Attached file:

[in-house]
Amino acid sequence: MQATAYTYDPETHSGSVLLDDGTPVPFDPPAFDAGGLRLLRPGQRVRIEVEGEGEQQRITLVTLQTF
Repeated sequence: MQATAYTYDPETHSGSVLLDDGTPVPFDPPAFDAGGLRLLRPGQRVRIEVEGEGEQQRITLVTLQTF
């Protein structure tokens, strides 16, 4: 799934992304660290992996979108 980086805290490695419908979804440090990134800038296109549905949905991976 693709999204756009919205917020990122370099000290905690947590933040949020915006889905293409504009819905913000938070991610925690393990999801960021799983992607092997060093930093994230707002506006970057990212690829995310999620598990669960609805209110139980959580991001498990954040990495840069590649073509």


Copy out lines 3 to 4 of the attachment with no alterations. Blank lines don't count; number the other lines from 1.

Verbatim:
Repeated sequence: MQATAYTYDPETHSGSVLLDDGTPVPFDPPAFDAGGLRLLRPGQRVRIEVEGEGEQQRITLVTLQTF
């Protein structure tokens, strides 16, 4: 799934992304660290992996979108 980086805290490695419908979804440090990134800038296109549905949905991976 693709999204756009919205917020990122370099000290905690947590933040949020915006889905293409504009819905913000938070991610925690393990999801960021799983992607092997060093930093994230707002506006970057990212690829995310999620598990669960609805209110139980959580991001498990954040990495840069590649073509």